Remember that recent interpretations make it clear that the 75% applies to the base fare for the segment downgraded. That can be complex, but splitting up the value of segments often is.
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Old Aug 16, 18, 11:00 am
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In my case (see above post about SAS downgrade), I would have been satisfied to receive miles as compensation and I had even proposed that solution in one of my earlier correspondences. However, I had booked the award ticket using miles from a partner airline, not with SAS, so I presume that SAS was not set up to obtain miles from a partner airline, because SAS did not accept my suggestion. I'm not sure what kind of deal, if any, that an airline would have to obtain miles from a partner airline.

Often1 makes a good point, though. If following the letter of the law, the word "price," which is used in the legislation, could apply to either points or cash--both are currency.

There are a couple of other points that I should have added in my above post. Article 3.3 of the law directly states that the scope of the law applies to both flights paid in cash and to award flights (see red text below):

Article 3

Scope

1. This Regulation shall apply:

(a) to passengers departing from an airport located in the territory of a Member State to which the Treaty applies;

(b) to passengers departing from an airport located in a third country to an airport situated in the territory of a Member State to which the Treaty applies, unless they received benefits or compensation and were given assistance in that third country, if the operating air carrier of the flight concerned is a Community carrier.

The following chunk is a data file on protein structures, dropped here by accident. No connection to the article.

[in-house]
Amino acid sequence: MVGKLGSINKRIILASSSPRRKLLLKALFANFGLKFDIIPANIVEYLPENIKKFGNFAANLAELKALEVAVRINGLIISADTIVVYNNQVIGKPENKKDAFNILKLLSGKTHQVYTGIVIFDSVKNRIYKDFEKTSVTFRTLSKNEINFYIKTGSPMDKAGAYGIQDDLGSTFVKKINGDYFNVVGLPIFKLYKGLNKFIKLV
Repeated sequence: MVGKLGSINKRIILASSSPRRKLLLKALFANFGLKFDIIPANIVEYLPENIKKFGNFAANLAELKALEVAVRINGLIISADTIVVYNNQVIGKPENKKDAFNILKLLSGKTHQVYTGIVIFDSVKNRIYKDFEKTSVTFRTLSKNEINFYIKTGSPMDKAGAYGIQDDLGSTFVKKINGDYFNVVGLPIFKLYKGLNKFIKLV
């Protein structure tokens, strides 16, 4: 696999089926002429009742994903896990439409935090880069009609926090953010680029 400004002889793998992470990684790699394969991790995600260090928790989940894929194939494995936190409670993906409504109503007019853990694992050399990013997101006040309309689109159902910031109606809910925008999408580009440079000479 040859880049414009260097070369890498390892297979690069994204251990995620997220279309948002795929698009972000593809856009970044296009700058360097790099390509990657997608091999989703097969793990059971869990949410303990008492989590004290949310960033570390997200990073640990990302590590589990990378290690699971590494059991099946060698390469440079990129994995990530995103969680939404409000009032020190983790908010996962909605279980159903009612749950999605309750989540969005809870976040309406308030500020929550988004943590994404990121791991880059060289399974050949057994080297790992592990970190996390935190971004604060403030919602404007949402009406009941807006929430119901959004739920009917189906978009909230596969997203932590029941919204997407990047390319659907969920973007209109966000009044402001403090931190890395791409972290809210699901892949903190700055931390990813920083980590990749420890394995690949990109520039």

2. Paragraph 1 shall apply on the condition that passengers:

(a) have a confirmed reservation on the flight concerned and, except in the case of cancellation referred to in Article 5, present themselves for check-in,

- as stipulated and at the time indicated in advance and in writing (including by electronic means) by the air carrier, the tour operator or an authorised travel agent,

or, if no time is indicated,

- not later than 45 minutes before the published departure time; or

(b) have been transferred by an air carrier or tour operator from the flight for which they held a reservation to another flight, irrespective of the reason.

3. This Regulation shall not apply to passengers travelling free of charge or at a reduced fare not available directly or indirectly to the public. However, it shall apply to passengers having tickets issued under a frequent flyer programme or other commercial programme by an air carrier or tour operator.

I also should have added to my above post that, even if one is on solid ground with the 261 law, one should be ready for foot dragging on the part of the airline. I'm sure many folks just give up. Qualifying for compensation under the law is one thing. Enforcement is another.
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Old Aug 18, 18, 5:35 am
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The best summary on FT of EC261/2004 (not EU), is in the BA forum.

The 2018 BA compensation thread: Your guide to Regulation EC261/2004
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Old Aug 24, 18, 4:22 am
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Originally Posted by LondonElite View Post
The best summary on FT of EC261/2004 (not EU), is in the BA forum.

The 2018 BA compensation thread: Your guide to Regulation EC261/2004
Wow! So much wisdom and knowledge in that thread! Thanks, LondonElite, that's golden. And thanks everyone else, too.